I think I understand now, thank you! — Charlie Jun 12, 2021 at 22:01

I was misguided
A younger charlie
Understanding the time ordering operator has been a long-standing and upsetting topic to me. I am still hung up on the fact that even though we say that it takes symbols to operators, QMechanic has equated this to the expression involving the Heaviside functions

so what's the problem with that? $\mathcal{T}$ is a map from symbols to operators. The stuff inside $\mathcal{T}\{\dots\}$ is symbols, the stuff with the Heavisides is operators

I could imagine arriving at this conclusion: the time ordering operator is entirely fictitious and nothing written within it's brackets is expected to hold, because we are simply ignoring non-commuting objects, hence the "these are symbols not operators" statement
Ok I totally 100% get rewriting something like $T(\phi(x)\phi(y))=\Theta(x-y)\phi(x)\phi(y)+\Theta(y-x)\phi(y)\phi(x)$
This is fine - clearly, we must have one of these terms vanishing
What I find troubling, and the point that I was alluding to in my question which QMechanic answered, is that we appear to take advantage of the fact that everything commutes within the $\mathcal T\{...\}$ and manipulate expressions to get exponentials which we then Taylor expand
If I look at the example QMechanic gives, \begin{align}{\cal T}[e^{A(t_1)+B(t_2)}]~=~&{\cal T}[e^{A(t_1)}e^{B(t_2)}]\cr ~=~&\theta(t_1\!-\!t_2)e^{\hat{A}(t_1)}e^{\hat{B}(t_2)}\cr ~+~&\theta(t_2\!-\!t_1)e^{\hat{B}(t_2)}e^{\hat{A}(t_1)}.\end{align}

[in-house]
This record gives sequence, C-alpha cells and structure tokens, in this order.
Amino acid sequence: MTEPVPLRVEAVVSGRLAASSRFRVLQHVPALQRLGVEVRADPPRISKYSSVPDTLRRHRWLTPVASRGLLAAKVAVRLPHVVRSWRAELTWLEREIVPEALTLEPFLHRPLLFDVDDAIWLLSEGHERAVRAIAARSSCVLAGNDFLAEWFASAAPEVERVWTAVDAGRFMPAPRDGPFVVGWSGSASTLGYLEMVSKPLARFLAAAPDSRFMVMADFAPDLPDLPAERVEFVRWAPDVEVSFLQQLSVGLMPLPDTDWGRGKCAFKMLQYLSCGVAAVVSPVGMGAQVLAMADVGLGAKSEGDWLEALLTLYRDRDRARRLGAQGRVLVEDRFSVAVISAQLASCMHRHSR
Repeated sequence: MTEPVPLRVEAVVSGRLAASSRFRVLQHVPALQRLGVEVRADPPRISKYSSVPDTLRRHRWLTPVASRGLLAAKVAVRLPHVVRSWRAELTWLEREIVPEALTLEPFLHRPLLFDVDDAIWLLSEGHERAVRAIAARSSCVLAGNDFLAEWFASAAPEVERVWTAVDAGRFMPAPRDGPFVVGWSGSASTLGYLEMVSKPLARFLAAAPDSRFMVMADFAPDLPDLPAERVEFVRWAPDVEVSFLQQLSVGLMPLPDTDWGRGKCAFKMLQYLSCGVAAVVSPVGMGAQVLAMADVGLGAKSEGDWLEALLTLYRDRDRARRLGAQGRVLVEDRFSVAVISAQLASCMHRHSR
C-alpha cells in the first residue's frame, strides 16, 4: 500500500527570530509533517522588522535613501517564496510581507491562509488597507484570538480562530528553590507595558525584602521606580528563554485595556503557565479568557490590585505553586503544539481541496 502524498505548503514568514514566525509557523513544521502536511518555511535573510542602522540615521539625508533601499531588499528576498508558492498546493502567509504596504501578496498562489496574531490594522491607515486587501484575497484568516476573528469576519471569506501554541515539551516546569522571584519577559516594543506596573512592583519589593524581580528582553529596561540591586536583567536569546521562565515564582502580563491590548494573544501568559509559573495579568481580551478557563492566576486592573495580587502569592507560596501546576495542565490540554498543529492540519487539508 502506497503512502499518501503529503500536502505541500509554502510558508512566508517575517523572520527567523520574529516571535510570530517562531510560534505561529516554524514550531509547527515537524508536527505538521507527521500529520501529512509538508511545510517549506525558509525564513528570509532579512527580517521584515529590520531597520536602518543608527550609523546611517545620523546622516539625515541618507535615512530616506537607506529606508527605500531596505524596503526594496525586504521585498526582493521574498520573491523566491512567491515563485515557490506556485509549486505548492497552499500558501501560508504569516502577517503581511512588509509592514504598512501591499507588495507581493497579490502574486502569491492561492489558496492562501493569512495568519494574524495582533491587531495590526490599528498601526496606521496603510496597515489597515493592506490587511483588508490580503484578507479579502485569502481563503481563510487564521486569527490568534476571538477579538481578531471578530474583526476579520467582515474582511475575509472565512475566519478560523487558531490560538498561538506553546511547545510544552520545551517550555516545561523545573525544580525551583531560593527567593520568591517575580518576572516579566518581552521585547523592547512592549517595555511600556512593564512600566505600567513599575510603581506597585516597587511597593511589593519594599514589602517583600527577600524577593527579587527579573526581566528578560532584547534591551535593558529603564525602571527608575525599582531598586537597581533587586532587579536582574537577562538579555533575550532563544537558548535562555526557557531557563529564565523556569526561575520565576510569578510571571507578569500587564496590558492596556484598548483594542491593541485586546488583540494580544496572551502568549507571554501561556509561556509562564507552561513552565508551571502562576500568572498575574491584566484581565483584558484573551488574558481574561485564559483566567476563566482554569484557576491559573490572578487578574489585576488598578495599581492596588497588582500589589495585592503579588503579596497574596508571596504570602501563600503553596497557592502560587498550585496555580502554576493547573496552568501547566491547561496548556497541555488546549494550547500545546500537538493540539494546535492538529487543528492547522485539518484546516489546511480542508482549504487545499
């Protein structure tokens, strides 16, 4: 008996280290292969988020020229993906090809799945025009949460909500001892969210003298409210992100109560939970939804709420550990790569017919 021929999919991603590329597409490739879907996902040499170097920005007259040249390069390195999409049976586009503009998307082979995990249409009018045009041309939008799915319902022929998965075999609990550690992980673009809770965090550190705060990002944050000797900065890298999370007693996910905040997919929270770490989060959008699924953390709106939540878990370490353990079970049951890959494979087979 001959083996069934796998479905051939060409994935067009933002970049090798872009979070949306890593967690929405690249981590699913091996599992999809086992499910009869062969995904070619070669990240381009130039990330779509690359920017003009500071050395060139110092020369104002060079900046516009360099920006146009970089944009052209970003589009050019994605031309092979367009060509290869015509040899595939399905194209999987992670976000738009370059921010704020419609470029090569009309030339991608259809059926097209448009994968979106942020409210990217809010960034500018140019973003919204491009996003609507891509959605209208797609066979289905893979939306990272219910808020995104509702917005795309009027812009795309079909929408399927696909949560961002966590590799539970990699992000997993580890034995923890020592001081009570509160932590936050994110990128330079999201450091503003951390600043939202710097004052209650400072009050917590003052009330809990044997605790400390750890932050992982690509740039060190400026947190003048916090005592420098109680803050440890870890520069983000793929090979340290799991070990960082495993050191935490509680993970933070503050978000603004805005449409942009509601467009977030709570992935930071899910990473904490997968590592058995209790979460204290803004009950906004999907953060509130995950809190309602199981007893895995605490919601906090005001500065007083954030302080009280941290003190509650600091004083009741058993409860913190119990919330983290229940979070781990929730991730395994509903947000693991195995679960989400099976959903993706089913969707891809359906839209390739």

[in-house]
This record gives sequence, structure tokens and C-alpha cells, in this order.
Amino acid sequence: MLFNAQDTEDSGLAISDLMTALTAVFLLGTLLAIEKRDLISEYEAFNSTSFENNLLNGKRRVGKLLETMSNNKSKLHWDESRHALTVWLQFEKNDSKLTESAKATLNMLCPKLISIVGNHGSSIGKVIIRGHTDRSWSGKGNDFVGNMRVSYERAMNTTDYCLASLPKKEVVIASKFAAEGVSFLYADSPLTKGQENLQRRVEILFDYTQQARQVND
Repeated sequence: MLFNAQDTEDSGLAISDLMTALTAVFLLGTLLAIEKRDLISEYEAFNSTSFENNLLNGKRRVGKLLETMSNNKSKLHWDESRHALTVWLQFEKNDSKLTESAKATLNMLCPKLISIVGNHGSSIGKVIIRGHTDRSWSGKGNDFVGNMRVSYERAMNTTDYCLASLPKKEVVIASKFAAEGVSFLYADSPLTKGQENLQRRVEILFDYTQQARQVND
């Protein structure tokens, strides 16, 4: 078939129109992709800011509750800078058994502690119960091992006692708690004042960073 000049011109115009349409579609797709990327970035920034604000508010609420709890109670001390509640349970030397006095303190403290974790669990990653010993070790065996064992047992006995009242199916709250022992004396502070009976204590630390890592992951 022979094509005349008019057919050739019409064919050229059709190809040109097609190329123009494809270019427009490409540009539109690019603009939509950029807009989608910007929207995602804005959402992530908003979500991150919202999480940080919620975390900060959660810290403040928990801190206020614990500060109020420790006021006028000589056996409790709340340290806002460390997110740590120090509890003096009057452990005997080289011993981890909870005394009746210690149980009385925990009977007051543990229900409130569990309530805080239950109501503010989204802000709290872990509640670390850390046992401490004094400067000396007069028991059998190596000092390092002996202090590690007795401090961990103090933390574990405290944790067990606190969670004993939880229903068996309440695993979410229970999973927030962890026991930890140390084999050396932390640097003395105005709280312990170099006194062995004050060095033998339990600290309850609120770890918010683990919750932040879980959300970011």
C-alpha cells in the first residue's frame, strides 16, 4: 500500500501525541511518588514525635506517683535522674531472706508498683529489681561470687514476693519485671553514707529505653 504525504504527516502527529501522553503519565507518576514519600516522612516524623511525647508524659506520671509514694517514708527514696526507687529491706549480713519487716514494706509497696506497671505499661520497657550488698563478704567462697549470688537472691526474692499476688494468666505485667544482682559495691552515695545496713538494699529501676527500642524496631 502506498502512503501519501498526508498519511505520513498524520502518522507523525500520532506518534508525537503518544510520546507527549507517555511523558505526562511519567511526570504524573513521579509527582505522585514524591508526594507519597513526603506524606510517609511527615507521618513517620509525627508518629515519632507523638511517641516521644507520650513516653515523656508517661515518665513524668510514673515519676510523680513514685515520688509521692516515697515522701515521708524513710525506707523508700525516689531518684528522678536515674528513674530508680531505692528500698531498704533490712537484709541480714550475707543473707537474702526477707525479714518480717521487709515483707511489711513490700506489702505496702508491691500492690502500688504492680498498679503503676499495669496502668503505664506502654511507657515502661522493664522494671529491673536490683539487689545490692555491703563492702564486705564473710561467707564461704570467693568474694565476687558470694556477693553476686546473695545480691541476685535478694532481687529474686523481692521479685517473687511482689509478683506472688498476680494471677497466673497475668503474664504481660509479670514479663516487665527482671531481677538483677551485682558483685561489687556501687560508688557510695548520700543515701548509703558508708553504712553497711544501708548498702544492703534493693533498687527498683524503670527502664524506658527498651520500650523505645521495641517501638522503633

The BCH formula is necessary because $A$ and $B$ do not commute, and thus the exponentials can't just be pulled apart because otherwise terms involving the (non-zero) commutator are needed
However lets say $t_1<t_2$, so the first term vanishes, we arrive at:

$$\mathcal T[e^{A(t_1)+B(t_2)}]=e^{B(t_2)}e^{A(t_1)}$$
My problem is that we are equating an expression which is inside $\mathcal T\{\}$, where we ignore commutators, and thus nothing actually has to make mathematical sense, with a real expression

okay, I'm writing an answer :P
I'm not sure you're focusing on the correct part but you're right that "applying the time-ordering operator" as P&S do it doesn't make a lot of sense

5:56 PM
If I had to hazard a guess, I imagine what's causing my objection is fairly simple and a conceptual error rather than something mathematical I am missing
Hmm
@ACM If I may just ensure I am headed in the right direction on the answer you've given. Is (part of) the point you are making that "applying $\mathcal T$" would be better said "let's instead compute the original expression but involve $\mathcal T$"
So rather than introducing it ad-hoc in the middle of a derivation, we instead opt to compute (what is essentially) a different quantity

I'm saying the argument is often presented in a confusing way: We want to compute $\langle T\phi(x)\phi(y)\rangle$ to begin with. We do so by applying the definition, i.e. $\langle T\phi(x)\phi(y)\rangle = \theta(x-y)\langle \phi(x)\phi(y)\rangle + \theta(y-x)\langle \phi(y)\phi(x)\rangle$ and then putting the pieces back together
at no point is anyone "applying $T$" to an equation

6:13 PM